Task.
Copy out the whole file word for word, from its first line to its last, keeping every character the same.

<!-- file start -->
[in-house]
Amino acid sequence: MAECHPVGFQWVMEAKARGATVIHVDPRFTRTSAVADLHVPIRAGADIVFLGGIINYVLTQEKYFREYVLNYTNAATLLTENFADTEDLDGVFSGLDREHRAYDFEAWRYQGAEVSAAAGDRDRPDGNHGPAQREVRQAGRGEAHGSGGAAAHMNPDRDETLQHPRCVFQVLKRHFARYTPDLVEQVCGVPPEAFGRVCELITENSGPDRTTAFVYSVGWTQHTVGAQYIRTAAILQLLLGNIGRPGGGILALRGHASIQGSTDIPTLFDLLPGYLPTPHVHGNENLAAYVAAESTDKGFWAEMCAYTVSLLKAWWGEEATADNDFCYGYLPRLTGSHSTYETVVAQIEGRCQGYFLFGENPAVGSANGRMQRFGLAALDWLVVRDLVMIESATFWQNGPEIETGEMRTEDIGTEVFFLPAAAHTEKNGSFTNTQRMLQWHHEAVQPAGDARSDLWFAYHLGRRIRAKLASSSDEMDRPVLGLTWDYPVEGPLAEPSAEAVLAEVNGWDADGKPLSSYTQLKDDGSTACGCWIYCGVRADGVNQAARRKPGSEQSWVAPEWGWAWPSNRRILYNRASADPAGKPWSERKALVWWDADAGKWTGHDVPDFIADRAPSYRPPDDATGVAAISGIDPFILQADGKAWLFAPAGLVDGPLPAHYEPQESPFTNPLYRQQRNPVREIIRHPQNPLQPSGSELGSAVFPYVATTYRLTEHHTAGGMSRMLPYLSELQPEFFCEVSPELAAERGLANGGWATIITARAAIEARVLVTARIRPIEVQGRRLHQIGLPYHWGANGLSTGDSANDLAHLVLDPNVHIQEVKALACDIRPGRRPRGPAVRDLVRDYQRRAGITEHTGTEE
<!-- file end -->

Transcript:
[in-house]
Amino acid sequence: MAECHPVGFQWVMEAKARGATVIHVDPRFTRTSAVADLHVPIRAGADIVFLGGIINYVLTQEKYFREYVLNYTNAATLLTENFADTEDLDGVFSGLDREHRAYDFEAWRYQGAEVSAAAGDRDRPDGNHGPAQREVRQAGRGEAHGSGGAAAHMNPDRDETLQHPRCVFQVLKRHFARYTPDLVEQVCGVPPEAFGRVCELITENSGPDRTTAFVYSVGWTQHTVGAQYIRTAAILQLLLGNIGRPGGGILALRGHASIQGSTDIPTLFDLLPGYLPTPHVHGNENLAAYVAAESTDKGFWAEMCAYTVSLLKAWWGEEATADNDFCYGYLPRLTGSHSTYETVVAQIEGRCQGYFLFGENPAVGSANGRMQRFGLAALDWLVVRDLVMIESATFWQNGPEIETGEMRTEDIGTEVFFLPAAAHTEKNGSFTNTQRMLQWHHEAVQPAGDARSDLWFAYHLGRRIRAKLASSSDEMDRPVLGLTWDYPVEGPLAEPSAEAVLAEVNGWDADGKPLSSYTQLKDDGSTACGCWIYCGVRADGVNQAARRKPGSEQSWVAPEWGWAWPSNRRILYNRASADPAGKPWSERKALVWWDADAGKWTGHDVPDFIADRAPSYRPPDDATGVAAISGIDPFILQADGKAWLFAPAGLVDGPLPAHYEPQESPFTNPLYRQQRNPVREIIRHPQNPLQPSGSELGSAVFPYVATTYRLTEHHTAGGMSRMLPYLSELQPEFFCEVSPELAAERGLANGGWATIITARAAIEARVLVTARIRPIEVQGRRLHQIGLPYHWGANGLSTGDSANDLAHLVLDPNVHIQEVKALACDIRPGRRPRGPAVRDLVRDYQRRAGITEHTGTEE